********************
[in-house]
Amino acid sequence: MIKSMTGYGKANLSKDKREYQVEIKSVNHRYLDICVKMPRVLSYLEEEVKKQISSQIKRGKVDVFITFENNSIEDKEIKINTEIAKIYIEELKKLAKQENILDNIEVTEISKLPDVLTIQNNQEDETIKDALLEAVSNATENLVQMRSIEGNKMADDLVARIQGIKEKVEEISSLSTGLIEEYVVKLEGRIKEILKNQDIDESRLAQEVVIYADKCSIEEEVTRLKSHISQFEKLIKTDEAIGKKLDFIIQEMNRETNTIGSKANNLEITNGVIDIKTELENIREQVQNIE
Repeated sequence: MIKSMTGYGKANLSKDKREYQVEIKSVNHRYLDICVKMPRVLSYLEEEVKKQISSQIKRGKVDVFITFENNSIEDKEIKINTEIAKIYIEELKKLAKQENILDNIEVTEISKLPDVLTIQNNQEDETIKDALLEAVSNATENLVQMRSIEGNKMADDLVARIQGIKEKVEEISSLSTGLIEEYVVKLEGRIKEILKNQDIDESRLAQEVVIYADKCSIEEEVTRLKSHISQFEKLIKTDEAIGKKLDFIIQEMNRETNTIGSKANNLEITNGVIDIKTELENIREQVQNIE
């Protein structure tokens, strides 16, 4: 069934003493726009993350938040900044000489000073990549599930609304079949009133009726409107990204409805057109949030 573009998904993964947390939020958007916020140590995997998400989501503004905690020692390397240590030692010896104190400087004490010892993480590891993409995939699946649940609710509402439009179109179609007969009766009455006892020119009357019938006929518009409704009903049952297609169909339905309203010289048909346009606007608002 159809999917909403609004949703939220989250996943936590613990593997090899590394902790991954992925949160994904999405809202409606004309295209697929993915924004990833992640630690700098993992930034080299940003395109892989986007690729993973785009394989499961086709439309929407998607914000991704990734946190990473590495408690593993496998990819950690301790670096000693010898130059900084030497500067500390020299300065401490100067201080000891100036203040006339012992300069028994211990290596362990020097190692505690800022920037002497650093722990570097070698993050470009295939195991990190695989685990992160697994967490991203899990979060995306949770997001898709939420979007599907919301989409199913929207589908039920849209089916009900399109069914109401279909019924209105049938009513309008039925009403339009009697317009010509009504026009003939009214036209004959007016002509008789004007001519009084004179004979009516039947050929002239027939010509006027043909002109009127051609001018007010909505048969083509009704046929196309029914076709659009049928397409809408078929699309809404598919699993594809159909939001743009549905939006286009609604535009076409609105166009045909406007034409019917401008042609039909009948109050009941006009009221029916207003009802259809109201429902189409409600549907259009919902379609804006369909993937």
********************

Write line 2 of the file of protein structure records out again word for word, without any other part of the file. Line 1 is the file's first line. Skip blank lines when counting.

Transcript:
Amino acid sequence: MIKSMTGYGKANLSKDKREYQVEIKSVNHRYLDICVKMPRVLSYLEEEVKKQISSQIKRGKVDVFITFENNSIEDKEIKINTEIAKIYIEELKKLAKQENILDNIEVTEISKLPDVLTIQNNQEDETIKDALLEAVSNATENLVQMRSIEGNKMADDLVARIQGIKEKVEEISSLSTGLIEEYVVKLEGRIKEILKNQDIDESRLAQEVVIYADKCSIEEEVTRLKSHISQFEKLIKTDEAIGKKLDFIIQEMNRETNTIGSKANNLEITNGVIDIKTELENIREQVQNIE